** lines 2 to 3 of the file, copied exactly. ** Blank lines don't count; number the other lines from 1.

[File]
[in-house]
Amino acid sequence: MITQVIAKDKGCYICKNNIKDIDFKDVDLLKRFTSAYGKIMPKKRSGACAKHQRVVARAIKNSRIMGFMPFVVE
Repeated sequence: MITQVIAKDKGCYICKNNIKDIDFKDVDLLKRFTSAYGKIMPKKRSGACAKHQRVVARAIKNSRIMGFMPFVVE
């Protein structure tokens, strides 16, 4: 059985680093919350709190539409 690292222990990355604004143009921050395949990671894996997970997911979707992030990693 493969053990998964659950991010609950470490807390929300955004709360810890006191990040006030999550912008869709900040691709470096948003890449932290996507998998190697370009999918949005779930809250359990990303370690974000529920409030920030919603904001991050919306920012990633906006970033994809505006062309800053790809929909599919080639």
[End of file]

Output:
Amino acid sequence: MITQVIAKDKGCYICKNNIKDIDFKDVDLLKRFTSAYGKIMPKKRSGACAKHQRVVARAIKNSRIMGFMPFVVE
Repeated sequence: MITQVIAKDKGCYICKNNIKDIDFKDVDLLKRFTSAYGKIMPKKRSGACAKHQRVVARAIKNSRIMGFMPFVVE